However, if VAIO pre-empted the SP5 with a quad-core Skylake refresh of the Canvas, they have the chance of drawing away a significant portion of those power users before they become locked into yet another upgrade cycle, while also renewing the Canvas' brand presence as the 'top performance tablet' in the US market.

    Put it this way, if VAIO releases by Q1 next year (with a decent marketing campaign), every specs-based review of the SP5 will have to compare it to the Canvas 2. If not, the Canvas will simply slip further into obscurity, with many potential buyers simply unaware of such a remarkable gem of a device. ;)
     
    Last edited: Sep 3, 2016
  6. Tams

    Tams Scribbler - Standard Member

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    VAIO are already aiming for a niche market. A market that already tends to know what is available. You'll see this with the general lack of consumer marketing of their products and the lack of reviews from consumer review sites. Just having the latest and greatest doesn't make the best product, as VAIO have shown.

    Further, there is more than just the US market. No one really cares if something is the best in the US other than people in the US.

    See above. Further, the SP5 will not have a full voltage CPU. For those who need more than a ULV CPU, there will still be no other choice. VAIO have the market to themselves, and it doesn't look like there is going to be any competition any time soon. As for comparisons to the SP5? I doubt most of the market for the Canvas will care or even read them. Not that I trust many of the reviewers to even know how to review such devices.
     
  7. Marty

    Marty Pen Pro - Senior Member Senior Member

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    Just take look at the current street price for an entry level Canvas, only $1129! We aren't talking just a "niche-of-niche" product here—we talking a solid contender for any tablet "power-user" (professionals, artists, etc...not just spec junkies like us ;)).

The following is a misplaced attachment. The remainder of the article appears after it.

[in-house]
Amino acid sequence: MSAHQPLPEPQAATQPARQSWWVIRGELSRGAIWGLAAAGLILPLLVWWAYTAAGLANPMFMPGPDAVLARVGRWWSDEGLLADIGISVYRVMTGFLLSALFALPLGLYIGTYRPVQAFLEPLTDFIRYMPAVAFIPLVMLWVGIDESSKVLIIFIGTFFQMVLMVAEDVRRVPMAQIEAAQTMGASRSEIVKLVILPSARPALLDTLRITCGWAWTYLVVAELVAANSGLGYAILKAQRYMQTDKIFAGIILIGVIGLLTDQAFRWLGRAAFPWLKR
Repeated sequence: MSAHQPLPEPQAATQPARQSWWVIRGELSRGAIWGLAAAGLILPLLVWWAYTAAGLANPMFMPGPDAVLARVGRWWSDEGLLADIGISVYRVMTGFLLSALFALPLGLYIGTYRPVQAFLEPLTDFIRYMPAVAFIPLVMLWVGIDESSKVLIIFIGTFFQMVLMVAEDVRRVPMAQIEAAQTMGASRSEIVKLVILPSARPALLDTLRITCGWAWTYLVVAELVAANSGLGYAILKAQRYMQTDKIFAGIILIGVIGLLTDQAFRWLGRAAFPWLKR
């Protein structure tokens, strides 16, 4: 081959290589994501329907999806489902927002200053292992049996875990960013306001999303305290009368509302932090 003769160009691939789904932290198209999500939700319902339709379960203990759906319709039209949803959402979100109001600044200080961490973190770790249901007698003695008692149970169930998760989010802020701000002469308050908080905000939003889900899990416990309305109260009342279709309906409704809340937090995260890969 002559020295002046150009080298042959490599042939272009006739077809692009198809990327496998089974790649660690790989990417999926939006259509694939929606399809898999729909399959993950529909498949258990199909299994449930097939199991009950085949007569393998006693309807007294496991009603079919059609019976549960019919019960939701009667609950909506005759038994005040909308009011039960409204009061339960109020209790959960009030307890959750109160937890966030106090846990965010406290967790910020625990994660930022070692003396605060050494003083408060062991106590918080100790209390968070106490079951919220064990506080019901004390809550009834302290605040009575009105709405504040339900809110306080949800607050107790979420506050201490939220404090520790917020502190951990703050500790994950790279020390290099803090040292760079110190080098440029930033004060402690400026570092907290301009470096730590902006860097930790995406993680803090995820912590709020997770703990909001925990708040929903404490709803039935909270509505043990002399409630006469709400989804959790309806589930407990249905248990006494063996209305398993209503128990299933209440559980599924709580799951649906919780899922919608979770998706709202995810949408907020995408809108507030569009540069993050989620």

I'm pretty sure one of the reasons MS stopped carrying the Canvas is that it makes the pricing of the SP4 and SB look like downright robbery! :D

    Make no mistake, the lack of market awareness is hurting VAIO's bottom line and with it, most probably, the long term prospects of the entire Canvas line.
     
  8. FenderP

    FenderP Scribbler - Standard Member

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    I can't easily find links from two years ago when Vaio was formed, but it was in one of the interviews they did and I used a translator to read it. The gist was that part of the way to profitability was fewer models and not as many refreshes. Given that Vaio is already profitable in Japan, I'd say they made the right call.

    I'm a power user for different reasons than some of the people here, and would welcome a refresh with USB C (3 ports would be nice - keep the two existing USB 3, but upgrade to 3.1), a Kaby Lake processor, 2 x 1TB NVMe (preferably the SM961, not the PM961 - I have the SM961 in something and it is awesome), and 32GB (which is dirt cheap these days), it would be amazing. Part of the problem with the SP and the TP is that they are the U processors, which, while nice, are not the HQ or K. I want/need a sub-3lb 12" (give or take) power machine with some inking abilities for when I teach. The ZC is that machine right now. I never hear the fan even with 10 VMs running, and it stays cool. In 12+ years of doing heavy virtualization, I can't say that about any other laptop I've owned domestic or Japanese - period.